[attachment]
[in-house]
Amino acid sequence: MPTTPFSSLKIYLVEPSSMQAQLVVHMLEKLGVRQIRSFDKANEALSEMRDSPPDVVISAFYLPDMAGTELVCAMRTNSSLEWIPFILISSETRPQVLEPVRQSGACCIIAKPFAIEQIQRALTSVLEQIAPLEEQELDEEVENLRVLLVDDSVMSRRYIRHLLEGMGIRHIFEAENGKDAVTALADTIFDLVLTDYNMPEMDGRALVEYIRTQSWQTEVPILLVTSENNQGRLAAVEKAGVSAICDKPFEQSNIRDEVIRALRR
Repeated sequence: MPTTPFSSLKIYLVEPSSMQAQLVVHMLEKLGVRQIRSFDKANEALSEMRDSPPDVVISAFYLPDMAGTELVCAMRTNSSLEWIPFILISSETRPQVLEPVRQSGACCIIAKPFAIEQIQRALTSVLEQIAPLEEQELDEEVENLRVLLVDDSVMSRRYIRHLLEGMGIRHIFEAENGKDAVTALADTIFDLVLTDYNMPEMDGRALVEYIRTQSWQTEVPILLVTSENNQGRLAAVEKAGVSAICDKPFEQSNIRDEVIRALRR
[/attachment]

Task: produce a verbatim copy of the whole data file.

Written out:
[in-house]
Amino acid sequence: MPTTPFSSLKIYLVEPSSMQAQLVVHMLEKLGVRQIRSFDKANEALSEMRDSPPDVVISAFYLPDMAGTELVCAMRTNSSLEWIPFILISSETRPQVLEPVRQSGACCIIAKPFAIEQIQRALTSVLEQIAPLEEQELDEEVENLRVLLVDDSVMSRRYIRHLLEGMGIRHIFEAENGKDAVTALADTIFDLVLTDYNMPEMDGRALVEYIRTQSWQTEVPILLVTSENNQGRLAAVEKAGVSAICDKPFEQSNIRDEVIRALRR
Repeated sequence: MPTTPFSSLKIYLVEPSSMQAQLVVHMLEKLGVRQIRSFDKANEALSEMRDSPPDVVISAFYLPDMAGTELVCAMRTNSSLEWIPFILISSETRPQVLEPVRQSGACCIIAKPFAIEQIQRALTSVLEQIAPLEEQELDEEVENLRVLLVDDSVMSRRYIRHLLEGMGIRHIFEAENGKDAVTALADTIFDLVLTDYNMPEMDGRALVEYIRTQSWQTEVPILLVTSENNQGRLAAVEKAGVSAICDKPFEQSNIRDEVIRALRR